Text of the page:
Police Officer

Use of Intelligence in Covert and Reactive Investigations

Use of Intelligence in Covert and Reactive Investigations

Level 7, 20 Credits

Course aim

Every investigator requires an in-depth knowledge of the role that intelligence plays in the investigation process. Intelligence is a vital component of law enforcement activity, particularly as it underpins all investigations, allowing the investigator's hypotheses to be tested, working within the governing legislation to utilise intelligence gathering methods, theories and analytical techniques to assist in subject identification, including victims, witnesses and suspects.

This module aims to raise the students' awareness of how intelligence-led policing and law enforcement activity assists the investigation process. The sessions will take the student through a structured, methodical process within an intelligence-led law enforcement environment, critically examining the principles of intelligence and the resulting analysis that supports crime investigations, considering how the investigator will implement and develop an intelligence-led approach to support the overarching investigation strategy.

The module will also examine some of the wider strategic issues managed by the investigator along with the role of partner agencies when providing intelligence to support an investigation.

Course length

7 sessions run over a 18 week period

24 taught hours

200 learning hours

Course cost

The total cost for this CPD module is £760 on-site delivery at LJMU for UK domiciled students. Other delivery options are available – costs on enquiry.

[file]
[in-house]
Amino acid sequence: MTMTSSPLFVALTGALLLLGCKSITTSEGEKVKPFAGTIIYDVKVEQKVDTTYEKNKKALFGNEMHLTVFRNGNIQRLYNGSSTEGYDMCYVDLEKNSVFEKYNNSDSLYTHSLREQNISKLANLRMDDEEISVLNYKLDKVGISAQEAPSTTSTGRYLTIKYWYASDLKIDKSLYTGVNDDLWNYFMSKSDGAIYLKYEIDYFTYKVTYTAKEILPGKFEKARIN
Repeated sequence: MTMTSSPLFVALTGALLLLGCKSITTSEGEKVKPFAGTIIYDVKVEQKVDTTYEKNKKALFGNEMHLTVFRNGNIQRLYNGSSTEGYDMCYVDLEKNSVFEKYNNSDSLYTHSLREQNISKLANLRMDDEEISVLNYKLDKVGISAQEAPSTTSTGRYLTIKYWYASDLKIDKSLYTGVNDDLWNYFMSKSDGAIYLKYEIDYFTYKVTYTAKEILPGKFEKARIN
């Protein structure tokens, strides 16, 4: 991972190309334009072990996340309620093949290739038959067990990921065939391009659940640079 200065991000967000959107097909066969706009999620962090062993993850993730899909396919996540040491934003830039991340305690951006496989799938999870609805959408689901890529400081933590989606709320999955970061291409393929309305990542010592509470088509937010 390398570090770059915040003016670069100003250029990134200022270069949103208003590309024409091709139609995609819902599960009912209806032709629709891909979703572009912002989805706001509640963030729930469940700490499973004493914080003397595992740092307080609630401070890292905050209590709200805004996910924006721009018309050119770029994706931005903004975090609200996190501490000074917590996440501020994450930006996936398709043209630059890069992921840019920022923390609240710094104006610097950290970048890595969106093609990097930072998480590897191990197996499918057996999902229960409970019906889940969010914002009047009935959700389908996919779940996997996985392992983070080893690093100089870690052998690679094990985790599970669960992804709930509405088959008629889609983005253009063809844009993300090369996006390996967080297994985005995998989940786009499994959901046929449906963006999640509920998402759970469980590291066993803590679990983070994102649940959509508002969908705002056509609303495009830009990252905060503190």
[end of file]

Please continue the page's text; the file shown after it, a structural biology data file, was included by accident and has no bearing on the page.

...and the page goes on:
Learning is on a part-time basis and through delivery on-site (at LJMU), off-site or through a blended delivery process incorporating some distance learning. Delivery will be supported by LJMU’s Virtual Learning Environment, Canvas. While the intake month is flexible, with the module being able to commence in semester 1, semester 2 or the summer period, the duration of study will usually last 18 weeks. Guest lecturers will be used on this programme and Masterclasses are likely to be run in parallel with each module. Participants are strongly encouraged to attend these events if calendars allow.

Course content

After completing the module you should be able to:

  • Critically appraise how the governing legislation, theory and practical elements of the intelligence processes can support the investigator within a reactive or proactive investigation
  • Select the most appropriate NIM analytical technique(s) to support an investigation and apply a range of problem solving approaches and crime theories to aid the investigation process
  • Critically evaluate how strategic and tactical intelligence can support and direct law enforcement activity
  • Critically compare intelligence and evidence, explaining how to convert intelligence into evidence in line with relevant legislation in order to support a successful prosecution

Assessment methods:

  • 2500 word essay
  • 2000 word reflective portfolio
Entry requirements
  • First degree at 2:2 or above, international equivalent or through RPEL
  • This CPD module is open to recruitment for police officers or staff. The content of the programme is also of relevance to individuals working in other law enforcement and partner agencies who will deal with human trafficking and/ or modern day slavery as a key element of their work processes (e.g. the NCA, UKBA, HMRC and the DWP as examples)
CPD award

This 20-credit module is studied as a single CPD programme and can contribute towards further studies at Level 7.

Study dates



Please select your course of interest from the drop down menu

Further information

Further information is available in our Liverpool Centre for Advanced Policing Studies CPD brochure

Liverpool Centre for Advanced Policing Studies
80-98 Mount Pleasant 
L3 5UZ

Admissions enquiries:
T: 0151 231 5175
E: APSadmissions@ljmu.ac.uk

The University may make changes to a programme of study or module where such changes are deemed to be beneficial to students, are minor in nature and unlikely to impact negatively upon students or become necessary due to circumstances beyond the control of the University.

Further guidance on programme changes

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